Internet Trends 2017 Report: Top 4 Takeaways

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The Internet’s abuzz about Apple’s WWDC keynote, but we’re still reeling over the rapid-fire Internet Trends presentation from Kleiner Perkins Caufield & Byers. Delivered by partner Mary Meeker, the “most anticipated slide deck in Silicon Valley” dove into 355 slides of data affecting business, ecommerce, consumer behavior, and the global marketplace.

Here are the top four most buzzed-about Kleiner Perkins Internet trends and what they mean for your business:  

Visuals are replacing text

“A lot of the future of search is going to be about pictures instead of keywords.” -Ben Silbermann, Founder and CEO of Pinterest

The most innovative retailers and brands are finding ways to make images, video, data, and algorithms serve up relevant content. Now images are replacing words as the driver of all advertising and ecommerce, even on the back-end.

  • For sharing: Social platforms Snap and Instagram enable users to generate images real-time. The apps use geo-location to find users and serve up augmented overlays based on their location.
  • For finding: Google Lens, announced at the 2017 I/O developer conference, will provide greater context to images on the user’s device. The app uses augmented reality from a smartphone camera to serve up recommendations from your trusted network.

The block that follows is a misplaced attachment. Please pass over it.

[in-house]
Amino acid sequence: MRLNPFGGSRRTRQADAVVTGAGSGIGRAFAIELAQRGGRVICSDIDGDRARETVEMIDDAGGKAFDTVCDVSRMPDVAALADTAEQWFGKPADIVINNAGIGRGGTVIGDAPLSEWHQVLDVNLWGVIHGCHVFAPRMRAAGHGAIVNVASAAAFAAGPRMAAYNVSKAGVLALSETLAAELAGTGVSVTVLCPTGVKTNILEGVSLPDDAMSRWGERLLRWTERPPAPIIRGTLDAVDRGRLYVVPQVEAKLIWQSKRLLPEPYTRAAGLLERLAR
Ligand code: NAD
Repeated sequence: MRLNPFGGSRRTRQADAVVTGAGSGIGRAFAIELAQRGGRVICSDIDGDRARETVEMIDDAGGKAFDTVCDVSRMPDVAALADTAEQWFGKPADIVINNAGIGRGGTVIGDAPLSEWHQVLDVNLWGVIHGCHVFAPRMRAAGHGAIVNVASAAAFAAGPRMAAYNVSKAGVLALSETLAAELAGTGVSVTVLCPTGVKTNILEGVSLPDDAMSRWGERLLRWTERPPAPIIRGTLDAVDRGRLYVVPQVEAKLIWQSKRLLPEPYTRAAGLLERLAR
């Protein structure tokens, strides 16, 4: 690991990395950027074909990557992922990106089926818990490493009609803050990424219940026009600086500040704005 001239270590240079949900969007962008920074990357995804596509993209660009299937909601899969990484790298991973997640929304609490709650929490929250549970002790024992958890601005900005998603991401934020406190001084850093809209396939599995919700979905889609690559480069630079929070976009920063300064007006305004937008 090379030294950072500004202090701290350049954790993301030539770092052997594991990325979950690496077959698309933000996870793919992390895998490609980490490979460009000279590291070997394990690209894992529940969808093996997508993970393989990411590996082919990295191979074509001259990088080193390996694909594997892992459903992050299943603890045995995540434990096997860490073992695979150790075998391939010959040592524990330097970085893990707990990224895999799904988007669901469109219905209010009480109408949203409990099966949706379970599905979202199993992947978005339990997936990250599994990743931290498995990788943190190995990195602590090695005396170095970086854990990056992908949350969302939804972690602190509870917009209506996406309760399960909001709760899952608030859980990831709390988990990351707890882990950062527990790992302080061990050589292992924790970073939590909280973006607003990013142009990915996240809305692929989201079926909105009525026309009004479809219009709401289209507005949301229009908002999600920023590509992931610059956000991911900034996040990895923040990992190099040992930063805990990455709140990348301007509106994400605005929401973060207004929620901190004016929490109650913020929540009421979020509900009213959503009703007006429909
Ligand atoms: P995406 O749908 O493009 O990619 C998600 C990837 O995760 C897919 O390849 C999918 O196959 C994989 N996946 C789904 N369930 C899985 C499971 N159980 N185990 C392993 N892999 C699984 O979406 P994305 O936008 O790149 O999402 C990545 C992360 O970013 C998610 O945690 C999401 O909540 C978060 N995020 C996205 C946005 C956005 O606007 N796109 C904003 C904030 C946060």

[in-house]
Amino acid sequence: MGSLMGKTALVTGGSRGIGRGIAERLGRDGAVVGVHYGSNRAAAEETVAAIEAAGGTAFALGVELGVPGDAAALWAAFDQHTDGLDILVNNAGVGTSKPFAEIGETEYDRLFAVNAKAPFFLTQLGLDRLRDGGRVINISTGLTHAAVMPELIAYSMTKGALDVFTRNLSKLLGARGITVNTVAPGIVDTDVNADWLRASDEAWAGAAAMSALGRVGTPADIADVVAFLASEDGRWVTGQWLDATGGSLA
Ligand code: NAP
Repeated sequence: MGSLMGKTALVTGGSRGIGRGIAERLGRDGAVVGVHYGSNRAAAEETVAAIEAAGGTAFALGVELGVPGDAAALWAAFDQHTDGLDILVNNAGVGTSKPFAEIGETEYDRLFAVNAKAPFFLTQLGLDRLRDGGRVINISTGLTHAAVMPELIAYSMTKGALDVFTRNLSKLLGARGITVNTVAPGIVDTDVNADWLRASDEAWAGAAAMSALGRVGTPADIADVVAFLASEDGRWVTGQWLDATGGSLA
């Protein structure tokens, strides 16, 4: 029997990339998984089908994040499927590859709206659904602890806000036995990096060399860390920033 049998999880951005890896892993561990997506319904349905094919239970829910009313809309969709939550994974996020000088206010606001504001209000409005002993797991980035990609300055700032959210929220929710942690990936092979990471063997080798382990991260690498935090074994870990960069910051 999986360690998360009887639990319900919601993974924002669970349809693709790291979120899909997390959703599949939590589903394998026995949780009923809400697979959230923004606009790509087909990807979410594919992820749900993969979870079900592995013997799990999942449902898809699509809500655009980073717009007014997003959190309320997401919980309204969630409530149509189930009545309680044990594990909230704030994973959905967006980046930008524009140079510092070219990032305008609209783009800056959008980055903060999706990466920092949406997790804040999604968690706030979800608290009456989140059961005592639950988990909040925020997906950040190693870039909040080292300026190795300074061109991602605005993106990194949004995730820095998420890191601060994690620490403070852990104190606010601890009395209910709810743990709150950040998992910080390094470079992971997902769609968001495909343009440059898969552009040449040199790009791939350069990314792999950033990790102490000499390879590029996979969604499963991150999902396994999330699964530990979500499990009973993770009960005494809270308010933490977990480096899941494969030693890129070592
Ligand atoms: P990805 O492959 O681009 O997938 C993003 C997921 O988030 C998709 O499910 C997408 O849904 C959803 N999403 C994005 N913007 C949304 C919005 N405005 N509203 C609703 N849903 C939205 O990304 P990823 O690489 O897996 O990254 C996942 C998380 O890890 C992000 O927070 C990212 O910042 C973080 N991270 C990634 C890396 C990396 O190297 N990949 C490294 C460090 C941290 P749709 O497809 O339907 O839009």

• For utility: Computer algorithms can now infer user context from images alone, projecting augmented reality objects into scenes. Users can use these apps to visually project furniture around their home, then find specific product in-store.

What this means for you: Where privacy was once an issue, your target customer now has no problem sharing their location or information—if you provide a way to make their lives better. Understanding your customers, from their daily patterns to how they’d like to interact with your brand, will help you provide real value worth subscribing to long-term.

Voice will replace typing

Consumers are adopting rapidly to voice-based search over typing. As the Internet Trends report shows searches in natural, conversational, language on the rise, content too must evolve.

  • 20% of mobile queries are spoken
  • Nearly 70% of requests are natural/conversational language
  • Google machine learning has achieved 95% human word accuracy, up nearly 20% from 2013

What this means for you: When it comes to search, consumers don’t care how it’s accomplished—they just want answers fast. With the rise in search by voice, which takes place in “human” language, consider how findable the content on your site truly is.

Ads are the new transactions

The lines between ads, content, products, and transactions are blurring. Fast.

When social media platforms began serving up ads they became the new-age publishers—with a kick. More than traditional media, platforms like Facebook and Instagram can serve highly targeted advertisements, mining data from every “like”, “share”, “comment”, and reaction to user content.

According to the Internet Trends report, ads are evolving into targeted storefronts, where the content is the store and the ad is the transaction. The 4-panel Facebook ad entices users to swipe left to discover product while emails personalize product selection. High-quality media have taken place of irrelevant pop-ups, inciting a transaction within the app itself.